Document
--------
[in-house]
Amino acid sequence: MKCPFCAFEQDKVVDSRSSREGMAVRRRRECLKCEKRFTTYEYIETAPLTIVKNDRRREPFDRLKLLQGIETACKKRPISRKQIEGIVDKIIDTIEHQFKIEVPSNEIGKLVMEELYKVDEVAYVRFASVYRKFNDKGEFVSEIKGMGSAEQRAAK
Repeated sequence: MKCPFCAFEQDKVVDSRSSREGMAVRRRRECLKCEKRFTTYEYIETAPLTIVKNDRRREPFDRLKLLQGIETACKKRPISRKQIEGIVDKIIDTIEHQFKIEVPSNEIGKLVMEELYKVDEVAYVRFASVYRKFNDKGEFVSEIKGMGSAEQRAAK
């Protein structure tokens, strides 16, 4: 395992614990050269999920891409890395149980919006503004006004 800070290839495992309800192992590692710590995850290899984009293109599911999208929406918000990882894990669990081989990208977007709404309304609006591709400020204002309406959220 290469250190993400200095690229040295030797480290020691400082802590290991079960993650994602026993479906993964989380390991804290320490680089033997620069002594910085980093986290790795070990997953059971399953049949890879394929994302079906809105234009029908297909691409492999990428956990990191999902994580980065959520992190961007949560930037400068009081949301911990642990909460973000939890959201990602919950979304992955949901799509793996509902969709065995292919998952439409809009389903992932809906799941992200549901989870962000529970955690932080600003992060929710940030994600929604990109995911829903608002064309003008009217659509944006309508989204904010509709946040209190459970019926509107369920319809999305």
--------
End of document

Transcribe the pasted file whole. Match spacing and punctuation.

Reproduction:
[in-house]
Amino acid sequence: MKCPFCAFEQDKVVDSRSSREGMAVRRRRECLKCEKRFTTYEYIETAPLTIVKNDRRREPFDRLKLLQGIETACKKRPISRKQIEGIVDKIIDTIEHQFKIEVPSNEIGKLVMEELYKVDEVAYVRFASVYRKFNDKGEFVSEIKGMGSAEQRAAK
Repeated sequence: MKCPFCAFEQDKVVDSRSSREGMAVRRRRECLKCEKRFTTYEYIETAPLTIVKNDRRREPFDRLKLLQGIETACKKRPISRKQIEGIVDKIIDTIEHQFKIEVPSNEIGKLVMEELYKVDEVAYVRFASVYRKFNDKGEFVSEIKGMGSAEQRAAK
């Protein structure tokens, strides 16, 4: 395992614990050269999920891409890395149980919006503004006004 800070290839495992309800192992590692710590995850290899984009293109599911999208929406918000990882894990669990081989990208977007709404309304609006591709400020204002309406959220 290469250190993400200095690229040295030797480290020691400082802590290991079960993650994602026993479906993964989380390991804290320490680089033997620069002594910085980093986290790795070990997953059971399953049949890879394929994302079906809105234009029908297909691409492999990428956990990191999902994580980065959520992190961007949560930037400068009081949301911990642990909460973000939890959201990602919950979304992955949901799509793996509902969709065995292919998952439409809009389903992932809906799941992200549901989870962000529970955690932080600003992060929710940030994600929604990109995911829903608002064309003008009217659509944006309508989204904010509709946040209190459970019926509107369920319809999305």